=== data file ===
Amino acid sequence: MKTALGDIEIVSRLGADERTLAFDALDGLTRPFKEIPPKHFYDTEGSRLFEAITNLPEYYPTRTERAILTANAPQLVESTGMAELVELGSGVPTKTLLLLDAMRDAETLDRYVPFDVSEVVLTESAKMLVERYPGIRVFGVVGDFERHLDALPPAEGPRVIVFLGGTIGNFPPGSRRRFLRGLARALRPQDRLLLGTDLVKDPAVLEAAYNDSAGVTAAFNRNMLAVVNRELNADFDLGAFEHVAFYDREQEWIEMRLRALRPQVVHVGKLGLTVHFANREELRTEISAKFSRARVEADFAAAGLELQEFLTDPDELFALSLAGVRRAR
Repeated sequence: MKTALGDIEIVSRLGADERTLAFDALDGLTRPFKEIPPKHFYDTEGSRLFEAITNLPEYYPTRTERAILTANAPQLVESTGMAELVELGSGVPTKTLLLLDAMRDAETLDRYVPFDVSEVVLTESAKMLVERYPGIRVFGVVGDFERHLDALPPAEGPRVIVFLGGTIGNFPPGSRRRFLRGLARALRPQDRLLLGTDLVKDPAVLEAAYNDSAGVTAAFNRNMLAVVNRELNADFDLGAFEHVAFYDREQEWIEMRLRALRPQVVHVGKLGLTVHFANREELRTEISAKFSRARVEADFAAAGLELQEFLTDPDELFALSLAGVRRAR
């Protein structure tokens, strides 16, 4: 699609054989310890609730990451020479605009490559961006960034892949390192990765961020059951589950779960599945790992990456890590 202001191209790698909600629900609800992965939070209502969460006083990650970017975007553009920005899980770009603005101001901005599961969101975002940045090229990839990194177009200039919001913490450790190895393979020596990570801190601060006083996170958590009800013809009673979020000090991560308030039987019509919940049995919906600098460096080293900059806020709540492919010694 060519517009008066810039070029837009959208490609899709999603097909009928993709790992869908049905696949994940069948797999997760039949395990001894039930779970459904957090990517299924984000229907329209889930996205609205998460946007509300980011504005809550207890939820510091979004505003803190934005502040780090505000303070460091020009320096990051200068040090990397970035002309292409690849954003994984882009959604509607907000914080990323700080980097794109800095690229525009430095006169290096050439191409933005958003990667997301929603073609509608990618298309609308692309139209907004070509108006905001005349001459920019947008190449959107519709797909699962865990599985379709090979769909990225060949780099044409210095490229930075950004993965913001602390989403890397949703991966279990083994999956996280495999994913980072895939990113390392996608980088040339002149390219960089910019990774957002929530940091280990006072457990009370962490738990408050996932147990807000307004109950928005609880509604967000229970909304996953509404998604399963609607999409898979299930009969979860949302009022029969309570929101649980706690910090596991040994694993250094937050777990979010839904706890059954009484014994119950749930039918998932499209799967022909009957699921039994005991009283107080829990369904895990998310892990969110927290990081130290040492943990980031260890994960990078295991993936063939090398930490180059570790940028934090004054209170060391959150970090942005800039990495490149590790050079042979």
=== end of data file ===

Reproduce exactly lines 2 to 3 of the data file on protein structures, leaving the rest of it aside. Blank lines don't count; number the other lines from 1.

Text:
Repeated sequence: MKTALGDIEIVSRLGADERTLAFDALDGLTRPFKEIPPKHFYDTEGSRLFEAITNLPEYYPTRTERAILTANAPQLVESTGMAELVELGSGVPTKTLLLLDAMRDAETLDRYVPFDVSEVVLTESAKMLVERYPGIRVFGVVGDFERHLDALPPAEGPRVIVFLGGTIGNFPPGSRRRFLRGLARALRPQDRLLLGTDLVKDPAVLEAAYNDSAGVTAAFNRNMLAVVNRELNADFDLGAFEHVAFYDREQEWIEMRLRALRPQVVHVGKLGLTVHFANREELRTEISAKFSRARVEADFAAAGLELQEFLTDPDELFALSLAGVRRAR
């Protein structure tokens, strides 16, 4: 699609054989310890609730990451020479605009490559961006960034892949390192990765961020059951589950779960599945790992990456890590 202001191209790698909600629900609800992965939070209502969460006083990650970017975007553009920005899980770009603005101001901005599961969101975002940045090229990839990194177009200039919001913490450790190895393979020596990570801190601060006083996170958590009800013809009673979020000090991560308030039987019509919940049995919906600098460096080293900059806020709540492919010694 060519517009008066810039070029837009959208490609899709999603097909009928993709790992869908049905696949994940069948797999997760039949395990001894039930779970459904957090990517299924984000229907329209889930996205609205998460946007509300980011504005809550207890939820510091979004505003803190934005502040780090505000303070460091020009320096990051200068040090990397970035002309292409690849954003994984882009959604509607907000914080990323700080980097794109800095690229525009430095006169290096050439191409933005958003990667997301929603073609509608990618298309609308692309139209907004070509108006905001005349001459920019947008190449959107519709797909699962865990599985379709090979769909990225060949780099044409210095490229930075950004993965913001602390989403890397949703991966279990083994999956996280495999994913980072895939990113390392996608980088040339002149390219960089910019990774957002929530940091280990006072457990009370962490738990408050996932147990807000307004109950928005609880509604967000229970909304996953509404998604399963609607999409898979299930009969979860949302009022029969309570929101649980706690910090596991040994694993250094937050777990979010839904706890059954009484014994119950749930039918998932499209799967022909009957699921039994005991009283107080829990369904895990998310892990969110927290990081130290040492943990980031260890994960990078295991993936063939090398930490180059570790940028934090004054209170060391959150970090942005800039990495490149590790050079042979």